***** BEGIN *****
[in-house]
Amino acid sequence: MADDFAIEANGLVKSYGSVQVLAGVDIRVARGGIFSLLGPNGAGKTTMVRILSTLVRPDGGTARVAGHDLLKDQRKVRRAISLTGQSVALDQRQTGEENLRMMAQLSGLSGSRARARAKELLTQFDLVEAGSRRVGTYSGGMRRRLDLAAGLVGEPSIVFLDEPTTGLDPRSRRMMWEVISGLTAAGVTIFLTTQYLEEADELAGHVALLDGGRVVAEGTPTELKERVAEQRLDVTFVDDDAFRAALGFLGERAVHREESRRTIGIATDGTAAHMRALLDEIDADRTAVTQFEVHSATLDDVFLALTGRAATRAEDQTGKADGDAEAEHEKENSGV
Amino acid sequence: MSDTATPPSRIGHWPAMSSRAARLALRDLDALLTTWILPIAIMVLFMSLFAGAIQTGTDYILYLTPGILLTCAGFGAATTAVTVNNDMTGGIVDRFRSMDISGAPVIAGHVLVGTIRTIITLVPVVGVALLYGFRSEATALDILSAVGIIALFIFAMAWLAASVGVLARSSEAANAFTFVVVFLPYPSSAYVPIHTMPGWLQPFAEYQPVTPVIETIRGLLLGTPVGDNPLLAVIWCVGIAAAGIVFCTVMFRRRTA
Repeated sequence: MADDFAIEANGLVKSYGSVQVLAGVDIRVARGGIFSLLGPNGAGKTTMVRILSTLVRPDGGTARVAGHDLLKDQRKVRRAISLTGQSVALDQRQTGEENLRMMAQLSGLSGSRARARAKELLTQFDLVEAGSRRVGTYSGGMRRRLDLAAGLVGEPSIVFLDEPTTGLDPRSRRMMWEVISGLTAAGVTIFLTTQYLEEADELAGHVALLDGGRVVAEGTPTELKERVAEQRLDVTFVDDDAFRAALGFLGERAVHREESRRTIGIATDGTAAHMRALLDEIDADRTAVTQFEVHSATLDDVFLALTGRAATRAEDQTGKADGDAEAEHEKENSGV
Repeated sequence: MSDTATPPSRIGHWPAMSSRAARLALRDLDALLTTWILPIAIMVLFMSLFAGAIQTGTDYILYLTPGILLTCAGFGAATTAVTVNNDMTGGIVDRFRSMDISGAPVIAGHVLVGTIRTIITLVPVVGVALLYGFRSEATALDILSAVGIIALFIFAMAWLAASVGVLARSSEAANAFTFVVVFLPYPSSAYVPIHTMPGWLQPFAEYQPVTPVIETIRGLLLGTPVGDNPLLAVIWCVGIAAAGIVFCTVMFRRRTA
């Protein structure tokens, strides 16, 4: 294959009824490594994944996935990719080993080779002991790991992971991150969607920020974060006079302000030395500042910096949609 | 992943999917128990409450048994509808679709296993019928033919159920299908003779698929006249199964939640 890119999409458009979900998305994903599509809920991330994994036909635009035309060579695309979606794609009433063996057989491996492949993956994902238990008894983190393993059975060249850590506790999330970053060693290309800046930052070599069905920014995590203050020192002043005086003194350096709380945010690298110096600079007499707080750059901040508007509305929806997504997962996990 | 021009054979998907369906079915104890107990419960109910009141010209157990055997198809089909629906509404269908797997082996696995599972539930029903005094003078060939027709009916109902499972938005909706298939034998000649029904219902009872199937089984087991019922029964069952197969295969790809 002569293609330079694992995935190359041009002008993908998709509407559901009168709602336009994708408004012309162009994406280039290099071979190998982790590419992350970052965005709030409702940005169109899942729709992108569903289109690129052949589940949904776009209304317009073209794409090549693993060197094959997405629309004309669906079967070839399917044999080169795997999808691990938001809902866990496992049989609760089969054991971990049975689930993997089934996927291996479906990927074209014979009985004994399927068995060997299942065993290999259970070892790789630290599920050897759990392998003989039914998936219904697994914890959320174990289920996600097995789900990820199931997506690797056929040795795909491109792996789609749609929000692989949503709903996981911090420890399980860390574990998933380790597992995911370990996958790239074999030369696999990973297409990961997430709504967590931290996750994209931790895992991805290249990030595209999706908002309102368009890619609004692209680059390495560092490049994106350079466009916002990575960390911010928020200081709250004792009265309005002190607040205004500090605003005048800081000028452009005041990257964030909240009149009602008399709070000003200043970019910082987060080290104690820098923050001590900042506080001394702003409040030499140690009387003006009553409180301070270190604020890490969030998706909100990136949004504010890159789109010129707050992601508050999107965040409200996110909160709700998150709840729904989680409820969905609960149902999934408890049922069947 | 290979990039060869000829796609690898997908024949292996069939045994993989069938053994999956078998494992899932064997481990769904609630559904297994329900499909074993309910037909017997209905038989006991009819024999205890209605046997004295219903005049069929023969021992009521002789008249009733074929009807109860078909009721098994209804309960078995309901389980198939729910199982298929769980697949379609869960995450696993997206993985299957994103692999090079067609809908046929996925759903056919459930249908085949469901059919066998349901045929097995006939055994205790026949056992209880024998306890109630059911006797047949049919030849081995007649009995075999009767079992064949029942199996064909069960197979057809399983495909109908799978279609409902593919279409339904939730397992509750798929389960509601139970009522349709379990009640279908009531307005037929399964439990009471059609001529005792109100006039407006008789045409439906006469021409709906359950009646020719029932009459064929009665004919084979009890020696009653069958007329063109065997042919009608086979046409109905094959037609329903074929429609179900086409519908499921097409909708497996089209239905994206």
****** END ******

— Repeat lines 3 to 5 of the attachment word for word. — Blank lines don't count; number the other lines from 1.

Amino acid sequence: MSDTATPPSRIGHWPAMSSRAARLALRDLDALLTTWILPIAIMVLFMSLFAGAIQTGTDYILYLTPGILLTCAGFGAATTAVTVNNDMTGGIVDRFRSMDISGAPVIAGHVLVGTIRTIITLVPVVGVALLYGFRSEATALDILSAVGIIALFIFAMAWLAASVGVLARSSEAANAFTFVVVFLPYPSSAYVPIHTMPGWLQPFAEYQPVTPVIETIRGLLLGTPVGDNPLLAVIWCVGIAAAGIVFCTVMFRRRTA
Repeated sequence: MADDFAIEANGLVKSYGSVQVLAGVDIRVARGGIFSLLGPNGAGKTTMVRILSTLVRPDGGTARVAGHDLLKDQRKVRRAISLTGQSVALDQRQTGEENLRMMAQLSGLSGSRARARAKELLTQFDLVEAGSRRVGTYSGGMRRRLDLAAGLVGEPSIVFLDEPTTGLDPRSRRMMWEVISGLTAAGVTIFLTTQYLEEADELAGHVALLDGGRVVAEGTPTELKERVAEQRLDVTFVDDDAFRAALGFLGERAVHREESRRTIGIATDGTAAHMRALLDEIDADRTAVTQFEVHSATLDDVFLALTGRAATRAEDQTGKADGDAEAEHEKENSGV
Repeated sequence: MSDTATPPSRIGHWPAMSSRAARLALRDLDALLTTWILPIAIMVLFMSLFAGAIQTGTDYILYLTPGILLTCAGFGAATTAVTVNNDMTGGIVDRFRSMDISGAPVIAGHVLVGTIRTIITLVPVVGVALLYGFRSEATALDILSAVGIIALFIFAMAWLAASVGVLARSSEAANAFTFVVVFLPYPSSAYVPIHTMPGWLQPFAEYQPVTPVIETIRGLLLGTPVGDNPLLAVIWCVGIAAAGIVFCTVMFRRRTA